The issue tells a story of the complexity of achieving social justice. The articles, poetry, and visual arts contributed by the authors and artists shed light on the contested spaces to bring social justice issues out of the shadows through an interdisciplinary lens. Using poetry as a medium, Tammy Nuzzo-Morgan calls into question the white picket fence of the American Dream. In her poem, Light ’em Up America, Nuzzo-Morgan asks, “Who the hell were Ozzie and Harriet anyhow, right?” Through the autobiographical narrative of Ta-Nehisi Coates’s Between the World and Me (2015), Chinelo Ezenwa utilizes close reading to deconstruct the black experience of the American Dream. Larry Ellis, in “In Search of My Mother’s Garden”, examines the intersection of race and gender by discovering the creativity of his mother and grandmother’s gardens. By deconstructing Beyoncé Knowles’s music video and Super Bowl performance of “Formation,” Nena Carpenter explores the singer’s emancipatory artistry that she brought into the living rooms of America. In her conceptual essay, “One Heroine’s Journey through the Dissertation,” Angela Kraemer-Holland explores her challenges and resilience in completing her doctoral dissertation. Taking a social science turn, Kei Graves traces the exploitation of adjunct faculty. Tamara White’s “Flying by the seat of my pants,” asks viewers to examine the complexities of social justice implications of living with diabetes. On a different note, Sherri Moyer, in her poem, “Within My Lane”, wrestles with family and social norms that can keep people silent to injustices.
Woven within all the pieces included in this volume is a call to end racial, social, gender, and economic injustice. However, for change to occur, we cannot be afraid to move from our comfort zones and say, “ENOUGH.”
A special section, “The Politics of Breath: Pandemic to Protest,” was also published in 2020 to better illustrate how issues can intersect within oppression so differently within daily lives. “This volume tells a story of the complexity of achieving social justice. The articles, poetry, and visual arts contributed by Union authors and artists shed light on the contested spaces to bring social justice issues out of the shadows through an interdisciplinary lens,” said McNutt
While typically published annually, students in the MLK Studies Specialization asked to develop a special edition to be published later this year. Ph.D. students Bryon Garner and AC Panella are co-editors.
“This special issue grew out of some of the important activist work that our MLK studies produce. Our hope is to do a special issue each year highlighting a different element of the Ph.D. program,” said Panella. “I believe that one of the elements that makes Union unique is that we take an interdisciplinary approach not just to academics but also to bringing scholarship into and with social justice movements. This special issue will highlight how activism and academics are both ways of supporting social change.”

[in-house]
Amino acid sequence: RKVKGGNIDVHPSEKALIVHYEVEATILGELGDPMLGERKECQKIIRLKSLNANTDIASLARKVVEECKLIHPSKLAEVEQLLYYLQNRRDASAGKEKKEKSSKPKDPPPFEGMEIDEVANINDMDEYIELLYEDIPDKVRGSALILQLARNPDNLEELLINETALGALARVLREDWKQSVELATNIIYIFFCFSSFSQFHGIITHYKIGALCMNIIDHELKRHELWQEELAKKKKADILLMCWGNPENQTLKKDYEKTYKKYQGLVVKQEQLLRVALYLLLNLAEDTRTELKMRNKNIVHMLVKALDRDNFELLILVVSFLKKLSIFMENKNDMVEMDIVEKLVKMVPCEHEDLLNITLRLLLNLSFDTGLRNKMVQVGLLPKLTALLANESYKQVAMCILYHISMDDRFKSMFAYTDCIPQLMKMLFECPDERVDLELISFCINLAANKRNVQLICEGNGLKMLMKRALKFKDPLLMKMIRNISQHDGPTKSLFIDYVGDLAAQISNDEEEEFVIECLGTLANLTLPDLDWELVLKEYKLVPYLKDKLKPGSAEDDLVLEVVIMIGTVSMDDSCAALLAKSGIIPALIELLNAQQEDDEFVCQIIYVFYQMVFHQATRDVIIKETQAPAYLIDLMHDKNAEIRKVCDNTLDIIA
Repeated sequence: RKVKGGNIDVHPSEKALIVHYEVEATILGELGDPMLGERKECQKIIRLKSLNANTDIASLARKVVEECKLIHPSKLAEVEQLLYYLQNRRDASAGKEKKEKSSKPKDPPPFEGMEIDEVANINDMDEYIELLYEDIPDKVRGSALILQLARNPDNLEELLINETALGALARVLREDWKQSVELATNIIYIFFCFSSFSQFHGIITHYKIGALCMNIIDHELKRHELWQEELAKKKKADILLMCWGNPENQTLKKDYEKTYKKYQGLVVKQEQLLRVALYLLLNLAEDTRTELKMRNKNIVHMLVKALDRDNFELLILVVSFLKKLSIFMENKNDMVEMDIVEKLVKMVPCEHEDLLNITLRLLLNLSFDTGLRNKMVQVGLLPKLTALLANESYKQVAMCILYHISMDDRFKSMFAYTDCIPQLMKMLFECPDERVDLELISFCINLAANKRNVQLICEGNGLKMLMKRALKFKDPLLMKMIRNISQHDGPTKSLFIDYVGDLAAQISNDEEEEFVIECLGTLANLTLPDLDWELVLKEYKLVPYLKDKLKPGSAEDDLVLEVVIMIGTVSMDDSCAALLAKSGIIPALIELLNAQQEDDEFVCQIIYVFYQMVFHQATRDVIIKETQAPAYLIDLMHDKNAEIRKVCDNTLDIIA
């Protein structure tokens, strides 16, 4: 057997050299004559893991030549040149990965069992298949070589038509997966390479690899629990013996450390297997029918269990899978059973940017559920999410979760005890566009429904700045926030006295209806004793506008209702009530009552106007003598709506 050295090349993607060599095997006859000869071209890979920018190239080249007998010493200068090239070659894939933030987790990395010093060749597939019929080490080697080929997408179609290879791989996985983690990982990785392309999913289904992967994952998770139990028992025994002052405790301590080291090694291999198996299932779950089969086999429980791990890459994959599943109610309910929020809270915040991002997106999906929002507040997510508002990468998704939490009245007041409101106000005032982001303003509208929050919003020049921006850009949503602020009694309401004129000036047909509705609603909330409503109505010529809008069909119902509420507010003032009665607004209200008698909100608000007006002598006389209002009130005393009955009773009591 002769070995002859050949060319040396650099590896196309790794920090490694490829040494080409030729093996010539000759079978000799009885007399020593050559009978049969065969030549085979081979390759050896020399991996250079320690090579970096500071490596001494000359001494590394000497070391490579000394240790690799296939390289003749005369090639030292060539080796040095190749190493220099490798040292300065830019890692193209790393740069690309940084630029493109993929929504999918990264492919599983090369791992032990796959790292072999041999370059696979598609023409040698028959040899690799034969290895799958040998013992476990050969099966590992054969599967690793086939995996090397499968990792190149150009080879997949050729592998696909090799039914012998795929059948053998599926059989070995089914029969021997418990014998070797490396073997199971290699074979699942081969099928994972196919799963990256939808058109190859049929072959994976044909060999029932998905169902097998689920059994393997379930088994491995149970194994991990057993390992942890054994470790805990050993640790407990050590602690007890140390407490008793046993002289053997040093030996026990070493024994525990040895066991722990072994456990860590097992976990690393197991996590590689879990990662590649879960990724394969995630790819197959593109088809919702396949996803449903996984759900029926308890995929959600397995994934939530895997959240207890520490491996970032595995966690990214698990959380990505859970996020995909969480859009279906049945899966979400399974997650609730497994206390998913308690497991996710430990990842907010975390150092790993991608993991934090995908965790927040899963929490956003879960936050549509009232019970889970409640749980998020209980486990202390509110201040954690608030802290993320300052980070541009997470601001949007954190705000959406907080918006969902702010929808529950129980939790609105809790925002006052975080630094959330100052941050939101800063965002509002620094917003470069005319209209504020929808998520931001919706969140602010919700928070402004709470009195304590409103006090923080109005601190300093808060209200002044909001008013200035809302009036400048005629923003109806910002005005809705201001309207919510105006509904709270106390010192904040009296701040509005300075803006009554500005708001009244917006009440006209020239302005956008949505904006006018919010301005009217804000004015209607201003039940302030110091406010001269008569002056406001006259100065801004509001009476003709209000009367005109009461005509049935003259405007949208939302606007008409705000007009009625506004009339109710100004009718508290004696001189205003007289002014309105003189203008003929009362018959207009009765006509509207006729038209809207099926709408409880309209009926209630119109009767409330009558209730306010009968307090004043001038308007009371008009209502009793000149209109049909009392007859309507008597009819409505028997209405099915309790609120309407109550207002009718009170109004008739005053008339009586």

Submissions are invited from a variety of genres – including creative nonfiction, fiction, poetry, and visual works that address any aspect of the journal’s mission and scope. Submissions will be accepted from Union alumni, graduate students, junior scholars and university programs – including programs in Africa, where Union has recently worked to develop Ph.D. programs. Critical and creative voices who are established in their fields are also invited to submit.
Learn more about Penumbra.
About Kristen N. McNutt
Kristen N. McNutt is a scholar-practitioner completing a Ph.D. in Interdisciplinary Studies with a concentration in Public Policy and Social Change at Union Institute & University. She holds a Master of Nonprofit Management from Regis University. Kristen has studied women and gender studies at the undergraduate and graduate levels, earning a Bachelor of Science at Northern Arizona University and a Master of Arts at the University of Northern Iowa. Her research is in decolonial and feminist theories, epistemologies, and methodologies with a focus on gender policy and postconflict reconstruction. Her dissertation research will focus on a comparative analysis of Ministries of Gender/Women and gender mainstreaming in postconflict state-building in Africa.